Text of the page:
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Friday, February 07, 2003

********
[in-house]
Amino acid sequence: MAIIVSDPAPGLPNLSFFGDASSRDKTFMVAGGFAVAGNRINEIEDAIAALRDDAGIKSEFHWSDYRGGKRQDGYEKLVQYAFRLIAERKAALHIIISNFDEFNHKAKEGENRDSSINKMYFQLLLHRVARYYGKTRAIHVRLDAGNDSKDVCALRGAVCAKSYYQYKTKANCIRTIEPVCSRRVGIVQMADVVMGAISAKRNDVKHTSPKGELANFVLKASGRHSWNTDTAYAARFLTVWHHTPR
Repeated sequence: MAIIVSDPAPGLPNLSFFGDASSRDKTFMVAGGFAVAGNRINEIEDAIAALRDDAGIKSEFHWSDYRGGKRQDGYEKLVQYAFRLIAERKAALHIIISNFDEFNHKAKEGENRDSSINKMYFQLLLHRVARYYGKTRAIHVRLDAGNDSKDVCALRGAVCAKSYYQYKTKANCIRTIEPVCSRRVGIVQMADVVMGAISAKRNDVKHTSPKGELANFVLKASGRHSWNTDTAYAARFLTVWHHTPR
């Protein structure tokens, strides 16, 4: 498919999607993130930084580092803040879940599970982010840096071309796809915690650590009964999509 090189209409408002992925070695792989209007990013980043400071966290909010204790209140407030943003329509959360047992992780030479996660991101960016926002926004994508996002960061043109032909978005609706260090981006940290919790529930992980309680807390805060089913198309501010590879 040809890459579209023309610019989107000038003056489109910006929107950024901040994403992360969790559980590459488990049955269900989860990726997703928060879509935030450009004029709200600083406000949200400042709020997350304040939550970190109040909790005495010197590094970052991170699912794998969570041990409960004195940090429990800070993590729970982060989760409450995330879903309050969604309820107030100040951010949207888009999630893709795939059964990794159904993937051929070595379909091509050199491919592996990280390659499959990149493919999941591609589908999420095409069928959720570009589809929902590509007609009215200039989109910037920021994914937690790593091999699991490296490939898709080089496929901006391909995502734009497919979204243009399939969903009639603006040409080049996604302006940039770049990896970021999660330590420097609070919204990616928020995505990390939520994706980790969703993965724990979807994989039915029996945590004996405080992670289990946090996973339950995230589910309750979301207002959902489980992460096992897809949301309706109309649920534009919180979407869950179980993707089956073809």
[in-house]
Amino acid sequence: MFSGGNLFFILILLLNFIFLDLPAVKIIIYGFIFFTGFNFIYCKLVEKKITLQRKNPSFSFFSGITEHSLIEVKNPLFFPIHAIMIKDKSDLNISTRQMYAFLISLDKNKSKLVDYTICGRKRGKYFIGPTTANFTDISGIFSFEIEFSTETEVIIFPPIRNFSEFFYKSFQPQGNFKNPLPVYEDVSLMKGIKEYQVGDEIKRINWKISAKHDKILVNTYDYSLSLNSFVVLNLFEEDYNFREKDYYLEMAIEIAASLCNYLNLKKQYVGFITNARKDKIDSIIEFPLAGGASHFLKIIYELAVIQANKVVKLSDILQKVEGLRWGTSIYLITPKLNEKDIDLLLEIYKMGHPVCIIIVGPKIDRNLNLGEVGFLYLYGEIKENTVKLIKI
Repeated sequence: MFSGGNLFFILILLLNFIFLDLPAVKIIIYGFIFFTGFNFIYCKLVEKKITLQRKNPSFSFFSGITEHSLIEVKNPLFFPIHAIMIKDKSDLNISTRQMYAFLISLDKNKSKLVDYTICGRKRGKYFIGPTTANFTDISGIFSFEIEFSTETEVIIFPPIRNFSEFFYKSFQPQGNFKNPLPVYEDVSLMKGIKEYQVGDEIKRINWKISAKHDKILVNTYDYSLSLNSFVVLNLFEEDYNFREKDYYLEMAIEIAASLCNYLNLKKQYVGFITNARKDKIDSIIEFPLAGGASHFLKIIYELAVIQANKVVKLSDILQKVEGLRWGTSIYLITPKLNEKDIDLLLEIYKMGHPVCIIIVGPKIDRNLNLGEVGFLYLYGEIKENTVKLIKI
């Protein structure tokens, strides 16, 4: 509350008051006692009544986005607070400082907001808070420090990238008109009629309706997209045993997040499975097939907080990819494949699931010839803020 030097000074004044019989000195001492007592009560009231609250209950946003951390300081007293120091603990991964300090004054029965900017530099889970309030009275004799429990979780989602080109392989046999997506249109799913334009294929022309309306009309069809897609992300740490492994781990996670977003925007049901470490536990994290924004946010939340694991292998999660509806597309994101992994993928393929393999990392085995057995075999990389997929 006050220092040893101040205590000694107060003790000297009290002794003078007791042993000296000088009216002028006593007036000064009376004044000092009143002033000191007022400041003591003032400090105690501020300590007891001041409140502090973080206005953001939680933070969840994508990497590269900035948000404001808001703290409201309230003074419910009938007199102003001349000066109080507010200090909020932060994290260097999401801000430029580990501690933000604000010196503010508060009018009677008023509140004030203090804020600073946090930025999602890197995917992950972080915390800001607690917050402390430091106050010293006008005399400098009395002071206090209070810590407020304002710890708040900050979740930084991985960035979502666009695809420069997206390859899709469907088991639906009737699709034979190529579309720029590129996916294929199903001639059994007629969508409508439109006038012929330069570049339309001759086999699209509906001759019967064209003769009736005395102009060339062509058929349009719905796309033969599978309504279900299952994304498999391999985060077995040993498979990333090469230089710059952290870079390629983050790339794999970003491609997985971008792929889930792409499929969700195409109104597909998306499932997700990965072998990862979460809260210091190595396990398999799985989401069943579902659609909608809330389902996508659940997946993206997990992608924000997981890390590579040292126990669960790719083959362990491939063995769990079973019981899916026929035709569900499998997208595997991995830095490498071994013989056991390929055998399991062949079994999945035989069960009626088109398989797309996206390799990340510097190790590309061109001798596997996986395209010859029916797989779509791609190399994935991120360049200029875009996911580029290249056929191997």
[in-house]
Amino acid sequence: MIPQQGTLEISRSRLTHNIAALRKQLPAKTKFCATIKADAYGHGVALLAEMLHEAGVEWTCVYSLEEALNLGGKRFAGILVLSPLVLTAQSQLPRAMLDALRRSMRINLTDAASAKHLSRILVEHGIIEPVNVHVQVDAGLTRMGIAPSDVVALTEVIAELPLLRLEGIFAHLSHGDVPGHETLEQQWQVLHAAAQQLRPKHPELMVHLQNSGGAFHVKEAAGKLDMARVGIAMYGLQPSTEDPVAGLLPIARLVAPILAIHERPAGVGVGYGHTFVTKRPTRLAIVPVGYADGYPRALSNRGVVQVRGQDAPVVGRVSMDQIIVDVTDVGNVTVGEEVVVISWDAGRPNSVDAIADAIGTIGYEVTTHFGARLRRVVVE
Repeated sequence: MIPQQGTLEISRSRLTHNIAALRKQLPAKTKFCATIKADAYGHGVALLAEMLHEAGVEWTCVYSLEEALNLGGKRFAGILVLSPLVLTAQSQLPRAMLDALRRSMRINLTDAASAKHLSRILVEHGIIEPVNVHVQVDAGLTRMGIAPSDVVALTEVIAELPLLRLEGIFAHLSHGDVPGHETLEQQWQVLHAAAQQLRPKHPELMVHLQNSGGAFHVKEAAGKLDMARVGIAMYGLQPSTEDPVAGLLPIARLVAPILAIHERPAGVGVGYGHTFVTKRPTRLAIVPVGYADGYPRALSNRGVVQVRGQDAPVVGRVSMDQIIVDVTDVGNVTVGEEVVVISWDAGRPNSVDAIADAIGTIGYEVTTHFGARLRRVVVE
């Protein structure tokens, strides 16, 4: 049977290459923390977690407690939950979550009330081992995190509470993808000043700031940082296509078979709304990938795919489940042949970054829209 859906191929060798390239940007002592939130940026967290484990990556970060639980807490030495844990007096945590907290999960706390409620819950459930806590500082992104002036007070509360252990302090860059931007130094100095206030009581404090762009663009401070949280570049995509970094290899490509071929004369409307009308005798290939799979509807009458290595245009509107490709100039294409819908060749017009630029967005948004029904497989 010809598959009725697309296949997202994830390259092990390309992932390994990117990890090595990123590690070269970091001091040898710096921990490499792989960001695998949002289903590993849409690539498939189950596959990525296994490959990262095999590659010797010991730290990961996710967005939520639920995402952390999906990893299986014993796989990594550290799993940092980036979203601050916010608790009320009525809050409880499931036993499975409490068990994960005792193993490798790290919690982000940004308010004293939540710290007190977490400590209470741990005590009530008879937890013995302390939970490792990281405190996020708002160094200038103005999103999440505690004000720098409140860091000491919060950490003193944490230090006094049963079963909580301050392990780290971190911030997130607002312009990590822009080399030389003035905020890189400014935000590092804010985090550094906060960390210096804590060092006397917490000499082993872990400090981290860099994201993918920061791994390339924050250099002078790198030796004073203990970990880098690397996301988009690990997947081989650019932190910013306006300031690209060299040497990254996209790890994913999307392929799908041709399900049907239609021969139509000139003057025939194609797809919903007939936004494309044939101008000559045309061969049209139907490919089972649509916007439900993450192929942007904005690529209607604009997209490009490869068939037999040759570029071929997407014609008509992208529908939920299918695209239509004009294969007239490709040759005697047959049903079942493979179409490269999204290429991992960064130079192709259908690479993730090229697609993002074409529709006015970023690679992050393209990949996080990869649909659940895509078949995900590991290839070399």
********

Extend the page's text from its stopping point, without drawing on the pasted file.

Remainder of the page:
Tax Court dismissed Mary Lou and Allen E. Jones� petition for lack of jurisdiction because it was filed more than 30 days after the date of the notices of deficiency. The Jones� claimed that they should be allowed to file the petition because there were two dates stamped on each notice. Tax Court was right to state that they could not consider equities in a jurisdictional matter, but they were wrong to state that the equities do not favor the Jones. Tax Court faulted the Jones for not calling the IRS to clarify what turned out to be the IRS�s mistake until more than 30 days after what turned out to be the correct date. While it would be appropriate to hold an attorney to this standard of clarifying a confusion in a form letter within a set time, the Jones seemed to have believed the wrong date without realizing there was a confusion, and it is not stated by the Tax Court whether they were represented at the time of the notice. (There is a representative listed currently in the matter.) I hardly think it is equitable to hold citizens responsible for correcting mistakes the IRS makes in form letters they send to the people whose hard-earned money they take.



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